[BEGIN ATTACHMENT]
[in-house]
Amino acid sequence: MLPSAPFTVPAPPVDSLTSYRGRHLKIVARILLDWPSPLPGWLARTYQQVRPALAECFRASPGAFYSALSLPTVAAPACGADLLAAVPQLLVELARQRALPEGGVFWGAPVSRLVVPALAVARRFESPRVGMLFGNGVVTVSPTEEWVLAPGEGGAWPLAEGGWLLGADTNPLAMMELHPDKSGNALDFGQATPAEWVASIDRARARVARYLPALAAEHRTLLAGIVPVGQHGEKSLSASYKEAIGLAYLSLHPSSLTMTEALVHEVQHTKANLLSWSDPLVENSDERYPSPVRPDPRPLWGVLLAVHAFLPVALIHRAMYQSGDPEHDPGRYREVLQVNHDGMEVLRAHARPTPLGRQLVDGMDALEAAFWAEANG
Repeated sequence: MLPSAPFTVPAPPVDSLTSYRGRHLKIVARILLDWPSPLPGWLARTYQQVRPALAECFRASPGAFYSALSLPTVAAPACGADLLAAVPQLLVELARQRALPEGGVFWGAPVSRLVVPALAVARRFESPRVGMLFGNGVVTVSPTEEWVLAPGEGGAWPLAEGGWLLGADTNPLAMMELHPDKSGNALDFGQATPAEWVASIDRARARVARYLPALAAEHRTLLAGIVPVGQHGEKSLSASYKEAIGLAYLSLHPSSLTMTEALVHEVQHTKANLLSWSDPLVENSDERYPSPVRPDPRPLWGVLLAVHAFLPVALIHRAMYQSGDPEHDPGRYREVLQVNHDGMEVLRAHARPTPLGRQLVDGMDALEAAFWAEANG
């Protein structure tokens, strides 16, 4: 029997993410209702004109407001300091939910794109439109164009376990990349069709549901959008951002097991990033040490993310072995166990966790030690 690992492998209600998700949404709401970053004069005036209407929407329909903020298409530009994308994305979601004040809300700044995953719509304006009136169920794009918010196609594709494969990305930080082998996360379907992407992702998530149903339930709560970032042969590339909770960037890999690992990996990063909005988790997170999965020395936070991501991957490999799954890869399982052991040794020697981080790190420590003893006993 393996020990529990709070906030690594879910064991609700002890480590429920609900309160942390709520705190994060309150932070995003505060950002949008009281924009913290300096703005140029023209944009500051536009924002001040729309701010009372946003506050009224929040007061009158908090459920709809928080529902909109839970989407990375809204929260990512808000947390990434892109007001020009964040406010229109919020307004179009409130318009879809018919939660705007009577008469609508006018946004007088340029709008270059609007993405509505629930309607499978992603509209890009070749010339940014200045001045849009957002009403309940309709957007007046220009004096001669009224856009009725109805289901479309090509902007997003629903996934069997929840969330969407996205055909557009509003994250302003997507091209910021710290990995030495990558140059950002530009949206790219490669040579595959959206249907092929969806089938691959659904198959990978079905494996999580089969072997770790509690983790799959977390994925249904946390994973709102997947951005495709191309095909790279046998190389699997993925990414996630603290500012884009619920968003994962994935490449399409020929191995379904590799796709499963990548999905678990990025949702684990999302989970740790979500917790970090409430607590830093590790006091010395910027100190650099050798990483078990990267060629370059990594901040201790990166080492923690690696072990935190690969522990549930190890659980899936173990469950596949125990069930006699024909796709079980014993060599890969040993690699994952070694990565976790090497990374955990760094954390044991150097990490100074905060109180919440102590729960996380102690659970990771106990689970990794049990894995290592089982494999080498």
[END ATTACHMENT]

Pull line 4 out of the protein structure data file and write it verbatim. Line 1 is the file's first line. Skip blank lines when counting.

């Protein structure tokens, strides 16, 4: 029997993410209702004109407001300091939910794109439109164009376990990349069709549901959008951002097991990033040490993310072995166990966790030690 690992492998209600998700949404709401970053004069005036209407929407329909903020298409530009994308994305979601004040809300700044995953719509304006009136169920794009918010196609594709494969990305930080082998996360379907992407992702998530149903339930709560970032042969590339909770960037890999690992990996990063909005988790997170999965020395936070991501991957490999799954890869399982052991040794020697981080790190420590003893006993 393996020990529990709070906030690594879910064991609700002890480590429920609900309160942390709520705190994060309150932070995003505060950002949008009281924009913290300096703005140029023209944009500051536009924002001040729309701010009372946003506050009224929040007061009158908090459920709809928080529902909109839970989407990375809204929260990512808000947390990434892109007001020009964040406010229109919020307004179009409130318009879809018919939660705007009577008469609508006018946004007088340029709008270059609007993405509505629930309607499978992603509209890009070749010339940014200045001045849009957002009403309940309709957007007046220009004096001669009224856009009725109805289901479309090509902007997003629903996934069997929840969330969407996205055909557009509003994250302003997507091209910021710290990995030495990558140059950002530009949206790219490669040579595959959206249907092929969806089938691959659904198959990978079905494996999580089969072997770790509690983790799959977390994925249904946390994973709102997947951005495709191309095909790279046998190389699997993925990414996630603290500012884009619920968003994962994935490449399409020929191995379904590799796709499963990548999905678990990025949702684990999302989970740790979500917790970090409430607590830093590790006091010395910027100190650099050798990483078990990267060629370059990594901040201790990166080492923690690696072990935190690969522990549930190890659980899936173990469950596949125990069930006699024909796709079980014993060599890969040993690699994952070694990565976790090497990374955990760094954390044991150097990490100074905060109180919440102590729960996380102690659970990771106990689970990794049990894995290592089982494999080498």